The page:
Output pin load capacitance is used to roughly model the impact to timing and power that the load of downstream chips and your board trace have on the buffer. The reality is that the timing impact of a PCB trace depends a lot on its length relative to your edge rate. The most simplistic and pessimistic appraoch is to add the PCB trace capacitance and your far-end load caps and set this as your output pin load. If your I/O timing (such as Tco and Tpd) still meet your specs, you are probably ok.
In the absence of any information on your board and loadings, 10 pF is as good a guess as any, and 20 pF is likely pessimistic.
If you are using Quartus II v6.1 with Stratix II or II GX devices, or Quartus II v7.1 with Stratix III, you can enable "Advanced I/O Timing" under the TimeQuest settings. This feature of Quartus allows you to enter the parameters of the PCB -- near- and far-end loading, termination resistors, and PCB trace properties -- and Quartus will figure out the true impact that this has on your delay to both the near-end (FPGA pin) and far end (load). Quartus will also compute various signal integrity metrics (such as ringing) to see if you have any problems. See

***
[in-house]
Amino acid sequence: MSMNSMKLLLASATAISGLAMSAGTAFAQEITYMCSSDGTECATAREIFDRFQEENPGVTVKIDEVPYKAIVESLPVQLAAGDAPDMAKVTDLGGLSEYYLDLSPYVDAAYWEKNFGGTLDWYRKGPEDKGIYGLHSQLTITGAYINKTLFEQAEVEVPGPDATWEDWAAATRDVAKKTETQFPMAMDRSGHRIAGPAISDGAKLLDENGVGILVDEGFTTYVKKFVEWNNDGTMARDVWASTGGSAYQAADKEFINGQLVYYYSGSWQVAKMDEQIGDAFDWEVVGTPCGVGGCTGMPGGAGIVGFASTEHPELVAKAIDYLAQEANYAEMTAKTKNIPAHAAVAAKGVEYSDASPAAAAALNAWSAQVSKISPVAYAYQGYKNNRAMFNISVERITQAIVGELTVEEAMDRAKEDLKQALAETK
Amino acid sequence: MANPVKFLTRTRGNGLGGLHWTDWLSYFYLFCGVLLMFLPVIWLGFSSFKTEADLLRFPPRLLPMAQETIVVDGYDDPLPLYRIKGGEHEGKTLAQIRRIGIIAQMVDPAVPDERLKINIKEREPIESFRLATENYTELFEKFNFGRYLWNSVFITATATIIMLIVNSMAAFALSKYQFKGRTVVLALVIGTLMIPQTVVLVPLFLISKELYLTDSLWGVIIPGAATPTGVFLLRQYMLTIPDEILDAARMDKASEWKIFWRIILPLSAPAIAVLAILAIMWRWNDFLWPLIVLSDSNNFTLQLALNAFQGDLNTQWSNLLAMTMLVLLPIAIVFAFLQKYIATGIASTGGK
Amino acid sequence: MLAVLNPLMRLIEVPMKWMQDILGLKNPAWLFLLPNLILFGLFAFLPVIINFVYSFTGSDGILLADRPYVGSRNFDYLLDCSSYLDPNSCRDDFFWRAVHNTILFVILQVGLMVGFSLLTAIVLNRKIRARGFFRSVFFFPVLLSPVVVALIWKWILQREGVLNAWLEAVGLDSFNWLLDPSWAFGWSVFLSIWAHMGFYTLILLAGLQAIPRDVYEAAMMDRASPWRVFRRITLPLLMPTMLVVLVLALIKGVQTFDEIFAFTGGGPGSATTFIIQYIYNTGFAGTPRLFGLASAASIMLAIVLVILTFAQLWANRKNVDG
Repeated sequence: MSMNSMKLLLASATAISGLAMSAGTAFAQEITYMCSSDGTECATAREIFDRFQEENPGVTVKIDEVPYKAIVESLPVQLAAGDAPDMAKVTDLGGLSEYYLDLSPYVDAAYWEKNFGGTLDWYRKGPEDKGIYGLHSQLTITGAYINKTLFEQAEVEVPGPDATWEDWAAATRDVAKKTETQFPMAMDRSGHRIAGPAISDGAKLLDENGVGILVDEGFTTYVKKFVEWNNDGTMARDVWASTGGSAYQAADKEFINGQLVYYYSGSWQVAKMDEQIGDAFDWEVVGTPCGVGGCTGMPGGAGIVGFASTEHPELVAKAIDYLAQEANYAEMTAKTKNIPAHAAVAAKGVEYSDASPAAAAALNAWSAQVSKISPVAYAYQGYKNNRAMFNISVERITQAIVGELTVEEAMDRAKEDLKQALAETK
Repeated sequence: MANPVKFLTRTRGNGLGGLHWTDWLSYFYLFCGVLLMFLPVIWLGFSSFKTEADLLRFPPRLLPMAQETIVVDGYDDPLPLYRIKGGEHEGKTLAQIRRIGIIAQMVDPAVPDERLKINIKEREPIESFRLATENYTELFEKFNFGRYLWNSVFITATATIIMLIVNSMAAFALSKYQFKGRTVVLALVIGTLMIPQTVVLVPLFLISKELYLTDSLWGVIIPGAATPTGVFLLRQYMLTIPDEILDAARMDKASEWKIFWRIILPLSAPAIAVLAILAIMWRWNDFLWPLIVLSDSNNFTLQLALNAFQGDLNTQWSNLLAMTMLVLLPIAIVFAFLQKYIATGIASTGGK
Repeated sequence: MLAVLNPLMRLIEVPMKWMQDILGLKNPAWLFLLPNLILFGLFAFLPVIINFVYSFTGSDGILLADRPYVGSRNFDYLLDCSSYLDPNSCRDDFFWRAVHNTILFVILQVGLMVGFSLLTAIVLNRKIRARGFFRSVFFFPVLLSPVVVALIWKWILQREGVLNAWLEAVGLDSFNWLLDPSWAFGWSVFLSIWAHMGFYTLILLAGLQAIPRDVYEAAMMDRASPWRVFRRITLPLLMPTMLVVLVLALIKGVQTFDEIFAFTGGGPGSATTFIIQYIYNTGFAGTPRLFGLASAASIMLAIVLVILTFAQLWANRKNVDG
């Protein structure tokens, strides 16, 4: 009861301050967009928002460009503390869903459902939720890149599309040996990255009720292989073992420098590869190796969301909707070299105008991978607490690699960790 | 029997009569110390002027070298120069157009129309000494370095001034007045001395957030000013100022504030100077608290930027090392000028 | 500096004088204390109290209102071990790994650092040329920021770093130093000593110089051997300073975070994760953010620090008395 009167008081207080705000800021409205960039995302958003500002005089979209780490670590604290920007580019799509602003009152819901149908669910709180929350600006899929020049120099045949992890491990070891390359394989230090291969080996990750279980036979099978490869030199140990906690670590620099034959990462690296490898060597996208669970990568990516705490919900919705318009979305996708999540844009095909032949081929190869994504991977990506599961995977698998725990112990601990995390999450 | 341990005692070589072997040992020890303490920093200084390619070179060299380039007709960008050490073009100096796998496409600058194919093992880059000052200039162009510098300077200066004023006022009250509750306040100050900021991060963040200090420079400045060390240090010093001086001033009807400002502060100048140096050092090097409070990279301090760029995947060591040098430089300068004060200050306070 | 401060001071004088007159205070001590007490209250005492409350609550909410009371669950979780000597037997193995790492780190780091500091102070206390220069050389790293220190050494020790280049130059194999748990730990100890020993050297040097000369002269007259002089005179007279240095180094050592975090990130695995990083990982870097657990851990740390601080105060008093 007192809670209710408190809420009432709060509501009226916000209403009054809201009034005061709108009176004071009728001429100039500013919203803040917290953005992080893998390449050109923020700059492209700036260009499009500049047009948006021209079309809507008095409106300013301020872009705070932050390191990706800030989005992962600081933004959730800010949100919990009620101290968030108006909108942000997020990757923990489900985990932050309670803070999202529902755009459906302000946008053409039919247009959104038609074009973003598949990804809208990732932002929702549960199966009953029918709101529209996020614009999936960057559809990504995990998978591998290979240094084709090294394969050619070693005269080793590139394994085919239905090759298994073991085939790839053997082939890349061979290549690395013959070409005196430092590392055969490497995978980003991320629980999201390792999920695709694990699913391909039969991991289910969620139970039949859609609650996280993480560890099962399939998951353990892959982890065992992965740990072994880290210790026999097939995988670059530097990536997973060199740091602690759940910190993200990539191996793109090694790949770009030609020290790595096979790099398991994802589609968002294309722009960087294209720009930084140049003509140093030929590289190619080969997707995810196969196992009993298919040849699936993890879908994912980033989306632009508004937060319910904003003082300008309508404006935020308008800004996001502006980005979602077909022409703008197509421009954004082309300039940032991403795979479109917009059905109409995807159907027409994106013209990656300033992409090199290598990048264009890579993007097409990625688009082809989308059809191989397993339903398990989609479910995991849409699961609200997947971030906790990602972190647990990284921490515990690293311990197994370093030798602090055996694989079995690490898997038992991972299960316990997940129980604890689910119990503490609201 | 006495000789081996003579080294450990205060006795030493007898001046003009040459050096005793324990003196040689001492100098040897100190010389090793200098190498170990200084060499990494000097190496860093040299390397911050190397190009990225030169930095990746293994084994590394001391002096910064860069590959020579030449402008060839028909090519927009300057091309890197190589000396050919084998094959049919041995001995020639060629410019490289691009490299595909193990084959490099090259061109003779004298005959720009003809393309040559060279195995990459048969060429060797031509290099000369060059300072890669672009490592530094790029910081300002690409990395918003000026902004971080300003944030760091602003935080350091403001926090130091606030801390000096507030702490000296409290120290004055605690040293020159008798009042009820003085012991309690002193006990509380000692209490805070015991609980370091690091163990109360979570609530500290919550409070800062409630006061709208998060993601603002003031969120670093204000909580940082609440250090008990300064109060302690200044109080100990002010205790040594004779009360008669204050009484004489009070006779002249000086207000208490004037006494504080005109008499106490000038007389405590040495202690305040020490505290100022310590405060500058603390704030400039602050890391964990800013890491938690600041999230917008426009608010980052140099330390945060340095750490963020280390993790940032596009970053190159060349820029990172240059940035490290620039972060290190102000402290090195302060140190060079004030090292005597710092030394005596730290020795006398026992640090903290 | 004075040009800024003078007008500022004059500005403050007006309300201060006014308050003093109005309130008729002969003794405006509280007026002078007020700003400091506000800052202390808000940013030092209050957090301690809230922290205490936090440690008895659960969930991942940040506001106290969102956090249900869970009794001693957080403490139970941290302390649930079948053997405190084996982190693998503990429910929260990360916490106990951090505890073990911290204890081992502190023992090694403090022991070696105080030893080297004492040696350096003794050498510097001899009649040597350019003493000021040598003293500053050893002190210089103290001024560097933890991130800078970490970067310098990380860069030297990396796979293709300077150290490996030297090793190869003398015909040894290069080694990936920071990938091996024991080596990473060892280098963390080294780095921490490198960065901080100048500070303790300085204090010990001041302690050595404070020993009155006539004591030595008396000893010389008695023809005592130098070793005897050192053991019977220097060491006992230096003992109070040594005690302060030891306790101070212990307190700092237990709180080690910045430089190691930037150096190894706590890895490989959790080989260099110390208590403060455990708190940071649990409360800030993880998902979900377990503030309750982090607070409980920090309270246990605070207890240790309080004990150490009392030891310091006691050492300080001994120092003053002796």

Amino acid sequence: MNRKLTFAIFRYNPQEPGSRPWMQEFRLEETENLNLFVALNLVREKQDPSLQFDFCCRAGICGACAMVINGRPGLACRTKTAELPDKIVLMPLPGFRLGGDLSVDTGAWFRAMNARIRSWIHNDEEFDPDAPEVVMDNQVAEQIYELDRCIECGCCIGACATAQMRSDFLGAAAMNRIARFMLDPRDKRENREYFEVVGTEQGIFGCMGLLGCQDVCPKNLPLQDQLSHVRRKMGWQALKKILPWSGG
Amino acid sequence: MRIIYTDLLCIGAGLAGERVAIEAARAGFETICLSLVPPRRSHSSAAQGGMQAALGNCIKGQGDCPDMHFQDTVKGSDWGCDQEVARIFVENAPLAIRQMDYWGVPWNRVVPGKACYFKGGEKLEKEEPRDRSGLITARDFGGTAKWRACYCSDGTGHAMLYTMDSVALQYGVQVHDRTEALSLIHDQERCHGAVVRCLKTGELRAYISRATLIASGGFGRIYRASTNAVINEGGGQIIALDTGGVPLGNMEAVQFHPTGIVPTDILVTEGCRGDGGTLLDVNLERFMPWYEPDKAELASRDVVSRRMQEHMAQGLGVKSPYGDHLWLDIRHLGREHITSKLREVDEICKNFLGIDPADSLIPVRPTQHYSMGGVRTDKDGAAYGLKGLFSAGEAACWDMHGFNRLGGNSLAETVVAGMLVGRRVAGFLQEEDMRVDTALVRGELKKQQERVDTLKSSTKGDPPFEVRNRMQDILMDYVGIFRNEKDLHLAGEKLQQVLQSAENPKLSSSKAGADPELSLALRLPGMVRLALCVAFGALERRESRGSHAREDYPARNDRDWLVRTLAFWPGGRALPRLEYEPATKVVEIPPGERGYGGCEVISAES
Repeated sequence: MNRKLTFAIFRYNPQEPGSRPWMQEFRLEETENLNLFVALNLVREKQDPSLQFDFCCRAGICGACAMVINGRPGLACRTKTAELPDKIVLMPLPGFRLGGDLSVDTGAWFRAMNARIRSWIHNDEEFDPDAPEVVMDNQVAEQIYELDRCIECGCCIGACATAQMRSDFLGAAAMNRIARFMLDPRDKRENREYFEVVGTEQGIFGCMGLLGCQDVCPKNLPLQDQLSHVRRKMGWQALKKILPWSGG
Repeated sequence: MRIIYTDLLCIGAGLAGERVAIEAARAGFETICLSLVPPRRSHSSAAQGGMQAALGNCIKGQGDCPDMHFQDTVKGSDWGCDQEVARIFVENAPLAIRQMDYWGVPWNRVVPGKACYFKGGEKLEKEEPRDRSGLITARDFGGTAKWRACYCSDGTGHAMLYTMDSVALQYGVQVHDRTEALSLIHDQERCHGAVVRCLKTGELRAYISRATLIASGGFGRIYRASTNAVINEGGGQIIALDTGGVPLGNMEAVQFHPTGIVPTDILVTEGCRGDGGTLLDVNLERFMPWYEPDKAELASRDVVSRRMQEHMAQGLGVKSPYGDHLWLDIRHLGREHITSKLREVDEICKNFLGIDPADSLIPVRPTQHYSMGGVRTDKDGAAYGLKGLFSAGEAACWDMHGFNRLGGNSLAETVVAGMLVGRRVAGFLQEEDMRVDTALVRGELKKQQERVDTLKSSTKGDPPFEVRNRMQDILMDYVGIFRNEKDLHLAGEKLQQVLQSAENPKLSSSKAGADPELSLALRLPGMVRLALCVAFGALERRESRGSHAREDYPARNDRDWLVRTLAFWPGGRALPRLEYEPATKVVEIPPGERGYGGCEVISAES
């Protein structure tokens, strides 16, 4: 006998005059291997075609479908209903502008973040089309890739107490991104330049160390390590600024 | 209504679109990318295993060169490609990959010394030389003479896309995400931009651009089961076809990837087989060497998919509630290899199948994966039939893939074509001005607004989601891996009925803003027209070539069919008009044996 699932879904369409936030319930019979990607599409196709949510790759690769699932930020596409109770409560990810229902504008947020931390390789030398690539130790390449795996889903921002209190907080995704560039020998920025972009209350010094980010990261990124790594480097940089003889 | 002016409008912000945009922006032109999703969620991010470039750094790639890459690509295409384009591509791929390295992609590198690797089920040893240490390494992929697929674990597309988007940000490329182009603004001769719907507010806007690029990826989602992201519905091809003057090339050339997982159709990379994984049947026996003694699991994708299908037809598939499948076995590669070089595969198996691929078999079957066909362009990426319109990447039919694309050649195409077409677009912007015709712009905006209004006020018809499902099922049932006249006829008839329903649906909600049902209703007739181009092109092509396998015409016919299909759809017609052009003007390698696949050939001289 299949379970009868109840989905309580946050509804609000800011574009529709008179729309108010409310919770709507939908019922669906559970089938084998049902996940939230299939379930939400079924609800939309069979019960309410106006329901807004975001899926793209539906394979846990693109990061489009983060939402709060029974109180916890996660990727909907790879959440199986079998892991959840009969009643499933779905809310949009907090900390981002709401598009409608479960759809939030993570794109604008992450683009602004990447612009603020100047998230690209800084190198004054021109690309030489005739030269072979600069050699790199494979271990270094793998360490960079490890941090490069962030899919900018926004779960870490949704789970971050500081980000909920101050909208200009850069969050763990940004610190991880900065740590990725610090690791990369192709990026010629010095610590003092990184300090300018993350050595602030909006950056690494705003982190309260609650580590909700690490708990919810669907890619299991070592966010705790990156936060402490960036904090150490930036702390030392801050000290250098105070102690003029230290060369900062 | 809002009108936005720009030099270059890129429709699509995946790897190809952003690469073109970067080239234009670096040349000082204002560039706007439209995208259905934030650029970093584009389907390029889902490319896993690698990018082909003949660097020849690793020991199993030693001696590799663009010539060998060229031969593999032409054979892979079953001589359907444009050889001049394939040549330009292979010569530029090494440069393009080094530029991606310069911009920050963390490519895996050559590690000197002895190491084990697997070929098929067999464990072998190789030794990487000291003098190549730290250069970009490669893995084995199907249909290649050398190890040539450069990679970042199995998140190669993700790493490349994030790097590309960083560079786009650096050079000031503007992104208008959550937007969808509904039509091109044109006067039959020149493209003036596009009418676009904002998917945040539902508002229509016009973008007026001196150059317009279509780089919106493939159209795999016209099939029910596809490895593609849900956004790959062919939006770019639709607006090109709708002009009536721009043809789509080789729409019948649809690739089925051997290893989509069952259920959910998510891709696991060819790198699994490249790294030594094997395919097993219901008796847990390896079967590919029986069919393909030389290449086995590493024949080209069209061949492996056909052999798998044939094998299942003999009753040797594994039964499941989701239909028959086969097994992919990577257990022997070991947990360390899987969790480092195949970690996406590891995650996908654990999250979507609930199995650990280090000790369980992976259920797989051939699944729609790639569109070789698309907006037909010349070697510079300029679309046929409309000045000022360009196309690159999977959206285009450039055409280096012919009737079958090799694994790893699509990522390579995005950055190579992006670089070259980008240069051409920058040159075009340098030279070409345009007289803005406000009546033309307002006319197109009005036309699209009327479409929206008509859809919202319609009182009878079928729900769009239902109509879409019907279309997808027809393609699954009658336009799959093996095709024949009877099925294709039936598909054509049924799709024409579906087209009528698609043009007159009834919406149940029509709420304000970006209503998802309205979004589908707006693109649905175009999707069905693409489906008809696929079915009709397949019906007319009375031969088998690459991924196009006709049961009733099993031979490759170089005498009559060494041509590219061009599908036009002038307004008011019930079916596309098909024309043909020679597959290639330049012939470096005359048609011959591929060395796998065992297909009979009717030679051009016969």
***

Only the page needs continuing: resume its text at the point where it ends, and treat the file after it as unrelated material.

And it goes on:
for details on Advanced I/O Timing.
Or if you are very ambitious, you can run an IBIS or HSPICE simulation of your I/O. If you do, you will need to be careful how to combine the delay estimates from your tool with Quartus delays to avoid missing or double-counting delay -- see Application Note 424 --
Better yet, just get Quartus to write out the HSPICE netlist for your I/Os using the HSPICE Writer feature -- this will setup everything for you to avoid double- counting issues.
Paul Leventis Altera Corp.